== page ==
As we had reported back in July of last year, Sony and Panasonic had set out to develop 300 GB+ size optical discs that would enable high-definition video formats for professionals and professional applications. While this work had continued very quietly in the background of all the 4K announcements last year and early this year, they have finally come out with a roadmap a name and a fairly concrete set of specifications. Albeit, the roadmap itself doesn’t really give us much of a timeframe of when to expect each of these milestones to occur.
So, yes, Sony and Panasonic have announced a new standard by the name of Archival Disc, which is a very dry and professional-sounding format name. I would expect for there to be a consumerized version of this format to land shortly after the professional version probably under the Blu-Ray or similar name. The current expectation is that this format will initially support 300 GB, followed by 500 GB and finally 1 TB per disc, each of these improvements will require a new technological hurdle to be passed in order to occur. Similar to some of the technological limitations that prevented certain hard disk drives from reaching certain capacities. Sure, we’re at 6 TB per Hard Drive, but each drive has a certain number of spinning disks inside that amount to 6 TB.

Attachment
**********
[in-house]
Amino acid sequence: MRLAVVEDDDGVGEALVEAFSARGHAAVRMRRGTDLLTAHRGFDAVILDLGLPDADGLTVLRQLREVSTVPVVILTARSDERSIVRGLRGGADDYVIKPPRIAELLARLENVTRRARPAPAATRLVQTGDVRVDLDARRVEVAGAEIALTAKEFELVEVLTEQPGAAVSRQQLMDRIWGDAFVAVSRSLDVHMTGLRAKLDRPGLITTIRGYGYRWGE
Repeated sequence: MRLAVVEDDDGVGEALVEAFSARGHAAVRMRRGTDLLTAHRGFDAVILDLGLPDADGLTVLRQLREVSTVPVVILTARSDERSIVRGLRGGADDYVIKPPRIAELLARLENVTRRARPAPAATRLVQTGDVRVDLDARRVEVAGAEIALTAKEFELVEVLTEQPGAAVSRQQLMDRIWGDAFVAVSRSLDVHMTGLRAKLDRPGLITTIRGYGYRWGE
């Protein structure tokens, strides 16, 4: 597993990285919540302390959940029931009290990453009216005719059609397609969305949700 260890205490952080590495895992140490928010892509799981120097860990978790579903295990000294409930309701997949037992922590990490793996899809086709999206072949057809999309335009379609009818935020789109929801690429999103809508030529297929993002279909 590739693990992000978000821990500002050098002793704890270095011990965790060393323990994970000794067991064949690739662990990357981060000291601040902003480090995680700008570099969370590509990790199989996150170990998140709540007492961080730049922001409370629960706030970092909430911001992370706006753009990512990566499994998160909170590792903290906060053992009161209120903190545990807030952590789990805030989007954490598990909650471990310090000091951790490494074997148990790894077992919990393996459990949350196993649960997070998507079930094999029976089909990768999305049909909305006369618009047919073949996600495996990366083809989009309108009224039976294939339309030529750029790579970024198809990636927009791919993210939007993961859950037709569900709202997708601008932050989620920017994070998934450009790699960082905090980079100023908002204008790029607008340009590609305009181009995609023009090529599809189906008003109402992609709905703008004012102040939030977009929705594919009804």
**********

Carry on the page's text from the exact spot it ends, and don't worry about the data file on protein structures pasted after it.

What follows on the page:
We also don’t quite know what the time frame is going to be for this roadmap, but we can expect it to take quite some time from step to step, in matters of years. The only date that we have is that the 300GB format is expected to be launched in the summer of 2015, which is more than a year away from now. But this format likely does have quite a future for it as many data centers and others looking to archive data look to replace tape drives and big expensive spinning disks that consume power. After all, this format is write-once which should make the technology much more archive friendly and serve as a good backup for a backup kind of system.
The truth, though, is that optical discs are not really going to be used very much by consumers for many purposes especially when you consider how much movement there has been towards downloadable and streamable content. I’m not sure Archival Disc will see much consumer adoption for this, but I do believe that it could have a fairly short lifespan as a consumer standard until ISPs, download speeds, and codecs become efficient enough that streaming is easy to accomplish across all networks and devices. But until that happens, optical discs are simply the best option since right now most 4K content is played off of a hard drive either on an external drive or as part of a person’s computer.